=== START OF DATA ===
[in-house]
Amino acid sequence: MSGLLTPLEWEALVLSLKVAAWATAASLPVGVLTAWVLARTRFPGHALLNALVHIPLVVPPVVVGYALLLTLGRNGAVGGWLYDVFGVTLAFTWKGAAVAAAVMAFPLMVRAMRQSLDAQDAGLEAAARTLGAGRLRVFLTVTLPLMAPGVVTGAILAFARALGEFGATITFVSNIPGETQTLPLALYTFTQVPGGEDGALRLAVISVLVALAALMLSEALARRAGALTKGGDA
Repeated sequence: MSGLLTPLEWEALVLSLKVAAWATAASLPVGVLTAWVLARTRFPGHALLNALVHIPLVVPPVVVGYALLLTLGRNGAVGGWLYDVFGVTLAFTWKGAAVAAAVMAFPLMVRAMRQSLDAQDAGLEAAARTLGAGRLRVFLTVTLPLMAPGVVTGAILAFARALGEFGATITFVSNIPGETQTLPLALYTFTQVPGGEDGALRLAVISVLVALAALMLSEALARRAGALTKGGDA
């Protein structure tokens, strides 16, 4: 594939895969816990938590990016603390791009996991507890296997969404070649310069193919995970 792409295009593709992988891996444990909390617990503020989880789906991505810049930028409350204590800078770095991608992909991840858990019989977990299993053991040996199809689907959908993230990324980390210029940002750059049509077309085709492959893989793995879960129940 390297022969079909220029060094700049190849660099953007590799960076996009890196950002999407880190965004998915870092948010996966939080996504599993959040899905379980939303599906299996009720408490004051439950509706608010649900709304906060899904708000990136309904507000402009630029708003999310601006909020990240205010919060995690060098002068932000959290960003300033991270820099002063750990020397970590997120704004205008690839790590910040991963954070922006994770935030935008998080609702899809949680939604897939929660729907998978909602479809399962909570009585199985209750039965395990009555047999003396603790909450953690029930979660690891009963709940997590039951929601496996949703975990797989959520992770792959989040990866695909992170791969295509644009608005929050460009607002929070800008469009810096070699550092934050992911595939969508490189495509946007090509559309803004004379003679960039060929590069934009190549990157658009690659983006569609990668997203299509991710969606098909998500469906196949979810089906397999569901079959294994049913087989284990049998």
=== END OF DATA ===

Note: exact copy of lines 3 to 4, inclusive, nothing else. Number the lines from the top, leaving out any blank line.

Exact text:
Repeated sequence: MSGLLTPLEWEALVLSLKVAAWATAASLPVGVLTAWVLARTRFPGHALLNALVHIPLVVPPVVVGYALLLTLGRNGAVGGWLYDVFGVTLAFTWKGAAVAAAVMAFPLMVRAMRQSLDAQDAGLEAAARTLGAGRLRVFLTVTLPLMAPGVVTGAILAFARALGEFGATITFVSNIPGETQTLPLALYTFTQVPGGEDGALRLAVISVLVALAALMLSEALARRAGALTKGGDA
């Protein structure tokens, strides 16, 4: 594939895969816990938590990016603390791009996991507890296997969404070649310069193919995970 792409295009593709992988891996444990909390617990503020989880789906991505810049930028409350204590800078770095991608992909991840858990019989977990299993053991040996199809689907959908993230990324980390210029940002750059049509077309085709492959893989793995879960129940 390297022969079909220029060094700049190849660099953007590799960076996009890196950002999407880190965004998915870092948010996966939080996504599993959040899905379980939303599906299996009720408490004051439950509706608010649900709304906060899904708000990136309904507000402009630029708003999310601006909020990240205010919060995690060098002068932000959290960003300033991270820099002063750990020397970590997120704004205008690839790590910040991963954070922006994770935030935008998080609702899809949680939604897939929660729907998978909602479809399962909570009585199985209750039965395990009555047999003396603790909450953690029930979660690891009963709940997590039951929601496996949703975990797989959520992770792959989040990866695909992170791969295509644009608005929050460009607002929070800008469009810096070699550092934050992911595939969508490189495509946007090509559309803004004379003679960039060929590069934009190549990157658009690659983006569609990668997203299509991710969606098909998500469906196949979810089906397999569901079959294994049913087989284990049998």